3. How did you develop the SOPHiA DDM RNAtarget Technology, and what major features are used in this application?

SOPHiA DDM RNAtarget Technology came about from our users’ feedback on the need to have an application that allows them to detect novel fusions without sacrificing sensitivity in smaller biopsy samples. The work on this Technology started more than a year ago and has involved many feasibility and optimization studies to ensure that we’re not just providing a regular solution, but a product that really helps users achieve more.

What we wanted to provide with this product was the ability for users to have a high-performance fusion detection that could be run in a very small amount of material, a streamlined (but robust) workflow, as well as the ability to not only detect fusions but also be able to extract as much information as possible from that small sample with detection of SNVs and Expression changes. For convenience, the gene content can be customized to fit the lab’s individual needs, automated workflow to reduce resource constraints, and, finally, the product runs on the industry-leading SOPHiA DDM™ Platform, providing convenient visualization, annotation, and reporting of the results.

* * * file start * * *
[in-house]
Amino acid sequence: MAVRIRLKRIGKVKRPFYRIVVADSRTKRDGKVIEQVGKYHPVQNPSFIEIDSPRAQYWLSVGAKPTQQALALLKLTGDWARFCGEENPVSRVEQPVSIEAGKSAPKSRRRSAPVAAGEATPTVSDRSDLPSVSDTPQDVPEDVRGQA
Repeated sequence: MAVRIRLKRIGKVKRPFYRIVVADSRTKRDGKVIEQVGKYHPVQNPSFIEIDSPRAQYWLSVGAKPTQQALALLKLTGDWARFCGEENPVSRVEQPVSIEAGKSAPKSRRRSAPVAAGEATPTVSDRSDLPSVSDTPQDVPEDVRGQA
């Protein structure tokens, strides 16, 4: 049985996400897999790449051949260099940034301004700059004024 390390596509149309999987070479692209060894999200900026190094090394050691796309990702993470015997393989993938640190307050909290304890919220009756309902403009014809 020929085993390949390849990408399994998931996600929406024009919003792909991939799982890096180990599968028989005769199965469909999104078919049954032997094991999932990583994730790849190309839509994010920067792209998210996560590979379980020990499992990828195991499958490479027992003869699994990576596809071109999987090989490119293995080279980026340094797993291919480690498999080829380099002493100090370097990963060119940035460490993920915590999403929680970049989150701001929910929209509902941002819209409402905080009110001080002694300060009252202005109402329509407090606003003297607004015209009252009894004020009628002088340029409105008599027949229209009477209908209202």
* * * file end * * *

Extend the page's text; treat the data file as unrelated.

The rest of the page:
4. Can you elaborate on SNV detection in RNA samples?

SNV detection in RNA is an intriguing area of development. There are several applications where SNV detection is beneficial, including the ability to run an RNA-only workflow in cases where genes of interest are sufficiently highly expressed. SNV detection in RNA also opens up the possibility of running RNA and DNA workflow sequentially, where the initial RNA workflow will likely detect the majority of relevant variants, leaving only a subset of samples that need to be also processed through the DNA workflow.

Another benefit of detecting SNVs in RNA is the ability to use them as an additional data point in calling SNVs in DNA or using RNA-based SNVs as a backup in case of issues with DNA.